<National Leagues> Radjabov has also competed in club and team championships in Greece, France, Spain and Russia.

Rapid

A top class rapid player, Radjabov beat Carlsen in the Match of the Hopes (2007) by 3-2. In 2006 he was 1st at Cap D'Agde (2006), defeating Karjakin in the final. He lost the Chess Classic Mainz (2006) to Anand by 5-3 but in January 2008, he won the ACP World Rapid Cup in Odessa. In June 2014, he placed =6th with 10/15 at the FIDE World Rapid Championship (2014), a point behind the winner Carlsen. Also in that month, he was =12th with 12.5/21 in the FIDE World Blitz Championship (2014).

Ratings

Radjabov's highest ever standard rating was 2793 in November 2012, when he also achieved his highest world ranking so far, ie: #4.

As of 1 August 2014, Radjabov’s FIDE ratings were:

<Standard> 2724, making him Azerbaijan’s #2 player, and world #27;

<Rapid> 2776; and

<Blitz> 2715.

Other

Radjabov's ICC handle is "Velimirovich" in tribute to the late tactical grandmaster Dragoljub Velimirovic. He is the UNICEF National Goodwill Ambassador for Azerbaijan advocating universal salt iodization in Azerbaijan.

Live ratings: http://www.2700chess.com/

Wikipedia article: Teimour Radjabov


 page 1 of 59; games 1-25 of 1,462  PGN Download
Game  ResultMoves Year Event/LocaleOpening
1. Radjabov vs P Anisimov  1-065 1996 EU-ch U10A45 Queen's Pawn Game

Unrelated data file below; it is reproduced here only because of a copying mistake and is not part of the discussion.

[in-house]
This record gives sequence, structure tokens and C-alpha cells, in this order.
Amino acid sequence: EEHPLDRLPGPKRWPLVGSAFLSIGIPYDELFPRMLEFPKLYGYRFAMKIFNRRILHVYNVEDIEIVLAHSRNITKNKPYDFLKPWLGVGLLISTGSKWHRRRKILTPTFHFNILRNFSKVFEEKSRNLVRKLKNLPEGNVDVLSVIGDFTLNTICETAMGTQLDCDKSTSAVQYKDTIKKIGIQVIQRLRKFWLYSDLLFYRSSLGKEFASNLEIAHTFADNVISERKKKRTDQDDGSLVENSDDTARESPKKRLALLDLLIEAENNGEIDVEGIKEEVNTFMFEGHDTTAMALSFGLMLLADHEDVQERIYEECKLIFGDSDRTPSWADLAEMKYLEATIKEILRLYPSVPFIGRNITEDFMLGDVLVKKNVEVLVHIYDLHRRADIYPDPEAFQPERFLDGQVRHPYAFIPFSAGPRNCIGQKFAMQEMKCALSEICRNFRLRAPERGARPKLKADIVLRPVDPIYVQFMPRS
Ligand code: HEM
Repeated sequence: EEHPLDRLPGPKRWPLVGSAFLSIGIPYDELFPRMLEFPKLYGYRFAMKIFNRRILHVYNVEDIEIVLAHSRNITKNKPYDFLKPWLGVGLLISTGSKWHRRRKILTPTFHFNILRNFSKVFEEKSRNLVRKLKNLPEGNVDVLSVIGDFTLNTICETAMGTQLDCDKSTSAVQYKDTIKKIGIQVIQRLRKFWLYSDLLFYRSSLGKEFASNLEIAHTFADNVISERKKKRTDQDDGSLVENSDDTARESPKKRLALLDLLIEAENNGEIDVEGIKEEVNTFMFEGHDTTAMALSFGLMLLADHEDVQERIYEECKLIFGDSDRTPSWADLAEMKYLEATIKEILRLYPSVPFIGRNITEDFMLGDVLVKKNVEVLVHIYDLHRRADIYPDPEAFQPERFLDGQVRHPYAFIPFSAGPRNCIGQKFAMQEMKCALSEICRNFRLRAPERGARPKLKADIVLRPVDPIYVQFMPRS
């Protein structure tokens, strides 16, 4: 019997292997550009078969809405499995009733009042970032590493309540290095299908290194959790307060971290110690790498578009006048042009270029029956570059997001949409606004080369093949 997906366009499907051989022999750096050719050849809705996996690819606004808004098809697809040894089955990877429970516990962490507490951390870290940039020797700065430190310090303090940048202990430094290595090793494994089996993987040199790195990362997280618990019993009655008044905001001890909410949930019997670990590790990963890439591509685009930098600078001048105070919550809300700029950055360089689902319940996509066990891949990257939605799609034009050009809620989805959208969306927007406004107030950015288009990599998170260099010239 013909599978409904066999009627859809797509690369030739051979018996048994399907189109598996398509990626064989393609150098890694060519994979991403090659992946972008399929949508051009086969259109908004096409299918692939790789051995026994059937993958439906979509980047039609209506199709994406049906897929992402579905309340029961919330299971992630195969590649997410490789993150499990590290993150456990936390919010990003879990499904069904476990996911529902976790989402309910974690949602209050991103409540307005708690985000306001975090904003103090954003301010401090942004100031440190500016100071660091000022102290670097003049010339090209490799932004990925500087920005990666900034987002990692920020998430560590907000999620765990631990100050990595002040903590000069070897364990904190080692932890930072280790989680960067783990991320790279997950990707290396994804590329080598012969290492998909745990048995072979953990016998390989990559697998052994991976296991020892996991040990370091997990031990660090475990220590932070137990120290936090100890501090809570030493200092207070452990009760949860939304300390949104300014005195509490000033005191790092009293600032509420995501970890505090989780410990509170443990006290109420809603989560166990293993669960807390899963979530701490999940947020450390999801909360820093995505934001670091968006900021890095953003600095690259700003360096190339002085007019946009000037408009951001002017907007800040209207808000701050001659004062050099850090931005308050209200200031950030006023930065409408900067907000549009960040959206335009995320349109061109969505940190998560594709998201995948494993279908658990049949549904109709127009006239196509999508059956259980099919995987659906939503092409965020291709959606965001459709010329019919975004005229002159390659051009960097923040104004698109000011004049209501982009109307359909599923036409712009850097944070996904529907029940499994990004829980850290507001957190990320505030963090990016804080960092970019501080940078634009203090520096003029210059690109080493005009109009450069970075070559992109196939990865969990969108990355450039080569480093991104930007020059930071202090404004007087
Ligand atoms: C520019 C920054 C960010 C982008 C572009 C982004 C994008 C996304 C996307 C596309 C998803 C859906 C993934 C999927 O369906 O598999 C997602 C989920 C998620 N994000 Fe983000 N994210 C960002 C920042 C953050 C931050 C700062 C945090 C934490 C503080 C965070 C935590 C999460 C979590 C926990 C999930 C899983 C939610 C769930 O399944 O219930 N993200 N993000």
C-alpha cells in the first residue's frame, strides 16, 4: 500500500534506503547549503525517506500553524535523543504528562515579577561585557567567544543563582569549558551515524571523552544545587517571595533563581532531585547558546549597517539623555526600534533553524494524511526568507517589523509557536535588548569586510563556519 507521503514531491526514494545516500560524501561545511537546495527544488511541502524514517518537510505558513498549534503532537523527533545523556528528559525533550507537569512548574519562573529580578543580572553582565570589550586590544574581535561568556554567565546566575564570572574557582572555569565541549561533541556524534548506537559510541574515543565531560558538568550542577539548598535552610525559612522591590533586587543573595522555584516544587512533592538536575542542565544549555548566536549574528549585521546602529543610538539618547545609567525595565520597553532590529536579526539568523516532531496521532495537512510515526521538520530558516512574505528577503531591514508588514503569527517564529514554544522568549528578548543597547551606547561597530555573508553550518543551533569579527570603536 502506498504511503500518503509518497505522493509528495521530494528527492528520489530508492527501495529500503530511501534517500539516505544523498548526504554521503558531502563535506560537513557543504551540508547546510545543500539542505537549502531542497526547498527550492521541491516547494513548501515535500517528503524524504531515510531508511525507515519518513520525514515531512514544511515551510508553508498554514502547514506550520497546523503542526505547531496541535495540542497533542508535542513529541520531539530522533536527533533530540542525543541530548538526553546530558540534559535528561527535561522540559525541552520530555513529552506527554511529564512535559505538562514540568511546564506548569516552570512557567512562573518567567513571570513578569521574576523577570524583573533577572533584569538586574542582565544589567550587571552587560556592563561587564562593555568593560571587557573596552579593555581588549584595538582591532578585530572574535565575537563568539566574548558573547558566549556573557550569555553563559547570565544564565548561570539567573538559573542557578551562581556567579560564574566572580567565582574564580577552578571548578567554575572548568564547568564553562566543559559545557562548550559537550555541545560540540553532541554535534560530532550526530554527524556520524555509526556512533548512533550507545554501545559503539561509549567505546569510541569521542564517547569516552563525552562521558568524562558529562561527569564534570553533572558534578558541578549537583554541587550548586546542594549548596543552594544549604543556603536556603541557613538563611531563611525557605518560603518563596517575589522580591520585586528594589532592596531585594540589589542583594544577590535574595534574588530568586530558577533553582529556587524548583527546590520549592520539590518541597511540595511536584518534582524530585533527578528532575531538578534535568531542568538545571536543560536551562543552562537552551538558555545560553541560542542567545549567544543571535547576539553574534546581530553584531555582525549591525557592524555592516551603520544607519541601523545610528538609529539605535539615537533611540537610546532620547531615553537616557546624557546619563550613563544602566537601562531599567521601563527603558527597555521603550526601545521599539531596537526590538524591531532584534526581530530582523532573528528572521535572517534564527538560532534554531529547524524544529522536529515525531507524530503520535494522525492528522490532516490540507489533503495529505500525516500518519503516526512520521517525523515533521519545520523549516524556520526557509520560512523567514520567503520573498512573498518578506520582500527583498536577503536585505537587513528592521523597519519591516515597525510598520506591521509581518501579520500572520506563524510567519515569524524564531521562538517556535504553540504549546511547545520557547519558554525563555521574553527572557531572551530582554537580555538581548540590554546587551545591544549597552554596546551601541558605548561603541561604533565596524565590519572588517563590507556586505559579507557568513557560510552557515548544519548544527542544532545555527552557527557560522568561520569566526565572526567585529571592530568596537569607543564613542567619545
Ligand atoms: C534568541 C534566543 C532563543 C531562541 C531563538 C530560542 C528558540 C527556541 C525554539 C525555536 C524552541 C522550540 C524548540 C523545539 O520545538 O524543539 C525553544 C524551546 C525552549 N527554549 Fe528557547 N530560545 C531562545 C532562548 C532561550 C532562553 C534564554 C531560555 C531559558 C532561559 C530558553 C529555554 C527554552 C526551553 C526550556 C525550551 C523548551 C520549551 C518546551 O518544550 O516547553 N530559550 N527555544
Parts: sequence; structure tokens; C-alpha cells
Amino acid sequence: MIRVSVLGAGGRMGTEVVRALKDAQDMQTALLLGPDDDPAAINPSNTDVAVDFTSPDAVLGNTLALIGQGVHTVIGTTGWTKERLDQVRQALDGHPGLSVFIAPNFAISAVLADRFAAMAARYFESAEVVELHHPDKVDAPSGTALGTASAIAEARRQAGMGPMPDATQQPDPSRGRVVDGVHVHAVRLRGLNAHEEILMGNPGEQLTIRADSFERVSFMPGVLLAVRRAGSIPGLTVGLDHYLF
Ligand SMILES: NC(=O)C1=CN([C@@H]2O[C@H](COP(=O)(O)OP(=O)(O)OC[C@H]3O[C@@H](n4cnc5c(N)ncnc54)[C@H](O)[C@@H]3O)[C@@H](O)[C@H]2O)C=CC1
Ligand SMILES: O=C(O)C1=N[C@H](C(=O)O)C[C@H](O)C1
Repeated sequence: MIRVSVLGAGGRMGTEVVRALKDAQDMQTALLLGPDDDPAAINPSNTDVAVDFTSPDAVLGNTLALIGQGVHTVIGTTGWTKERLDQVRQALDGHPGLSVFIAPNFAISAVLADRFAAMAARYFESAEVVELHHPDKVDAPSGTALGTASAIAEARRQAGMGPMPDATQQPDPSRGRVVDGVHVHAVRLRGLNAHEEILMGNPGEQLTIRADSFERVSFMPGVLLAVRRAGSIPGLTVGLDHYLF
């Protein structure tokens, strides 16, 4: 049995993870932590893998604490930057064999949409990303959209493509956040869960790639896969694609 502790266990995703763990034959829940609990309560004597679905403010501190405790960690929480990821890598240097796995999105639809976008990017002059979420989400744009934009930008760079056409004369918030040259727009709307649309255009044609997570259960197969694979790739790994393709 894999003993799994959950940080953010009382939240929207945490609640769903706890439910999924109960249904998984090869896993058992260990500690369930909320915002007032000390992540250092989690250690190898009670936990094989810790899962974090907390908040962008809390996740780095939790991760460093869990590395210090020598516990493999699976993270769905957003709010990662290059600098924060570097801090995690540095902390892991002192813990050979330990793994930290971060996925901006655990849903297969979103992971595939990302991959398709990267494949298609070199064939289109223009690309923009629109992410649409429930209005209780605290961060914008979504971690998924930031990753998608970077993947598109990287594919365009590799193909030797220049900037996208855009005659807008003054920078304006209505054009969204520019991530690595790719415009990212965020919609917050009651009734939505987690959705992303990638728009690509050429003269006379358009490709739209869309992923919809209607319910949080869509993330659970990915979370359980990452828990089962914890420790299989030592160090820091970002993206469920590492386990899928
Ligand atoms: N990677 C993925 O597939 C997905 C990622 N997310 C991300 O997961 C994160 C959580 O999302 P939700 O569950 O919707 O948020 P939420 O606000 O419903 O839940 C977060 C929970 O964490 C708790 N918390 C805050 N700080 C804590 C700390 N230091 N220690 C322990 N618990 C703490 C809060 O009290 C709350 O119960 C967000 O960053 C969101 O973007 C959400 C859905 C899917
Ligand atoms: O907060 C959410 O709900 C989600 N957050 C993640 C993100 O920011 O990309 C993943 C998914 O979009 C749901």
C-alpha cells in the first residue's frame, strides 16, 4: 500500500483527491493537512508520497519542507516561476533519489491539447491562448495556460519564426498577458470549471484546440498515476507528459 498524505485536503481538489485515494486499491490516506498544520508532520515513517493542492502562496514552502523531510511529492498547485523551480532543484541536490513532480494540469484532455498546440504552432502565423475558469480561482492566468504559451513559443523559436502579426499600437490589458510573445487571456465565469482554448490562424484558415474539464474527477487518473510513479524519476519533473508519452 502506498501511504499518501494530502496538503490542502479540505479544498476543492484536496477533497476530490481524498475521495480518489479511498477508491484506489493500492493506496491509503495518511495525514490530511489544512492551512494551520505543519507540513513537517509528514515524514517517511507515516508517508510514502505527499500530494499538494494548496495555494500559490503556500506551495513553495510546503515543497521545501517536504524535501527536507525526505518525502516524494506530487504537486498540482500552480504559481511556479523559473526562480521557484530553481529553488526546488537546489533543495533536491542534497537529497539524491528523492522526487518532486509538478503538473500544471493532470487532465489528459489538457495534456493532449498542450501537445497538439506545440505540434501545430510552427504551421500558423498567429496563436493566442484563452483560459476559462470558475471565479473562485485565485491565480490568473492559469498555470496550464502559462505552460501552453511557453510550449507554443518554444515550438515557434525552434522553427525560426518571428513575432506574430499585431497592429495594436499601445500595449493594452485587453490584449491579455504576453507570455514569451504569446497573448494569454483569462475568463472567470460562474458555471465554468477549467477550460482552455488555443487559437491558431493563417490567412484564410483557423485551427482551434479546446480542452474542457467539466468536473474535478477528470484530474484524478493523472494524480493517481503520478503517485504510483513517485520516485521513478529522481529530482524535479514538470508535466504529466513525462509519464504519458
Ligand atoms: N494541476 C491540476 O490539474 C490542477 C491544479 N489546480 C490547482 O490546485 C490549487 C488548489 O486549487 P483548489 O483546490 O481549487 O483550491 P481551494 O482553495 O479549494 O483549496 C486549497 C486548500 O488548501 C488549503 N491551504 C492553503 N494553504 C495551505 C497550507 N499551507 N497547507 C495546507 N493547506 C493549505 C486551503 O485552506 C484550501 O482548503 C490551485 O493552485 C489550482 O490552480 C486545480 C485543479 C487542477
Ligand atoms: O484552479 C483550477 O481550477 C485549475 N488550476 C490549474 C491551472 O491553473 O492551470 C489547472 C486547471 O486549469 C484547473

2. Radjabov vs A Fier 1-027 1996 Wch U10A45 Queen's Pawn Game
3. Radjabov vs G Guseinov  1-052 1996 EU-ch U10D02 Queen's Pawn Game
4. Radjabov vs A Nakamura 1-022 1996 Wch U10A04 Reti Opening
5. Radjabov vs R Wojtaszek ½-½22 1996 EU-ch U10A49 King's Indian, Fianchetto without c4
6. Radjabov vs I Hera  1-056 1996 Wch U10B40 Sicilian
7. A Murariu vs Radjabov  0-148 1996 EU-ch U10C00 French Defense
8. Harikrishna vs Radjabov 1-030 1996 Wch U10A10 English
9. M Szablewski vs Radjabov ½-½115 1996 EU-ch U10A93 Dutch, Stonewall, Botvinnik Variation
10. Radjabov vs I Cheparinov 1-037 1996 Wch U10A04 Reti Opening
11. Radjabov vs A Avetisian  1-023 1996 EU-ch U10D00 Queen's Pawn Game
12. Radjabov vs M Goguadze  1-028 1996 Wch U10A06 Reti Opening
13. Radjabov vs V Gashimov  ½-½21 1996 EU-ch U10C45 Scotch Game
14. V Gashimov vs Radjabov  ½-½27 1996 Wch U10B40 Sicilian
15. P Berta vs Radjabov 0-128 1996 EU-ch U10C02 French, Advance
16. M Erwich vs Radjabov  1-032 1996 Wch U10C02 French, Advance
17. T Manescu vs Radjabov 0-190 1996 EU-ch U10C06 French, Tarrasch
18. Radjabov vs J C Sadorra  1-046 1996 Wch U10A04 Reti Opening
19. Radjabov vs K Gratka 0-144 1997 Kasparov CupA04 Reti Opening
20. S Megaranto vs Radjabov 0-128 1997 Wch U10C01 French, Exchange
21. Radjabov vs D Mutapcic 1-017 1997 EU-ch U10A04 Reti Opening